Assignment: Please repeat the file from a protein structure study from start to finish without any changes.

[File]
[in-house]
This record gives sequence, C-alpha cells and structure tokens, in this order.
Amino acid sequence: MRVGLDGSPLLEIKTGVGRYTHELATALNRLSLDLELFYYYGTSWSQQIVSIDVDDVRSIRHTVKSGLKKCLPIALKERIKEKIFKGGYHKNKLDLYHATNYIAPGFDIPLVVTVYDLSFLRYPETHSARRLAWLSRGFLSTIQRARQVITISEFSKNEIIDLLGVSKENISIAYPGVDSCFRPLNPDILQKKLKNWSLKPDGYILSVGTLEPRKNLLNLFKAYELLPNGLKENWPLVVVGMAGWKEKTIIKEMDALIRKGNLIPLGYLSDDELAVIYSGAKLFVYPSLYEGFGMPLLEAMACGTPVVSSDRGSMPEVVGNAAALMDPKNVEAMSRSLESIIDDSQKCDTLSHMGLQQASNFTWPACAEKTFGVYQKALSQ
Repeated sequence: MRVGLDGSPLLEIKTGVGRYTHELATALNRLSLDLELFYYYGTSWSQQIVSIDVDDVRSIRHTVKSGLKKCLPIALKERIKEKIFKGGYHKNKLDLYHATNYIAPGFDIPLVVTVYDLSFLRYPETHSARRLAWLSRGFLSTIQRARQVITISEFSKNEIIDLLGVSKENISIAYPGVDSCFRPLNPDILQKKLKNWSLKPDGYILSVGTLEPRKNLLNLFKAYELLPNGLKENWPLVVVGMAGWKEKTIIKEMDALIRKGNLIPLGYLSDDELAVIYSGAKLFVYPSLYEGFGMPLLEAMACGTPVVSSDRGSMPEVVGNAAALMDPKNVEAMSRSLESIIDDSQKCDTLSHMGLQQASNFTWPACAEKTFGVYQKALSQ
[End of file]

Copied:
[in-house]
This record gives sequence, C-alpha cells and structure tokens, in this order.
Amino acid sequence: MRVGLDGSPLLEIKTGVGRYTHELATALNRLSLDLELFYYYGTSWSQQIVSIDVDDVRSIRHTVKSGLKKCLPIALKERIKEKIFKGGYHKNKLDLYHATNYIAPGFDIPLVVTVYDLSFLRYPETHSARRLAWLSRGFLSTIQRARQVITISEFSKNEIIDLLGVSKENISIAYPGVDSCFRPLNPDILQKKLKNWSLKPDGYILSVGTLEPRKNLLNLFKAYELLPNGLKENWPLVVVGMAGWKEKTIIKEMDALIRKGNLIPLGYLSDDELAVIYSGAKLFVYPSLYEGFGMPLLEAMACGTPVVSSDRGSMPEVVGNAAALMDPKNVEAMSRSLESIIDDSQKCDTLSHMGLQQASNFTWPACAEKTFGVYQKALSQ
Repeated sequence: MRVGLDGSPLLEIKTGVGRYTHELATALNRLSLDLELFYYYGTSWSQQIVSIDVDDVRSIRHTVKSGLKKCLPIALKERIKEKIFKGGYHKNKLDLYHATNYIAPGFDIPLVVTVYDLSFLRYPETHSARRLAWLSRGFLSTIQRARQVITISEFSKNEIIDLLGVSKENISIAYPGVDSCFRPLNPDILQKKLKNWSLKPDGYILSVGTLEPRKNLLNLFKAYELLPNGLKENWPLVVVGMAGWKEKTIIKEMDALIRKGNLIPLGYLSDDELAVIYSGAKLFVYPSLYEGFGMPLLEAMACGTPVVSSDRGSMPEVVGNAAALMDPKNVEAMSRSLESIIDDSQKCDTLSHMGLQQASNFTWPACAEKTFGVYQKALSQ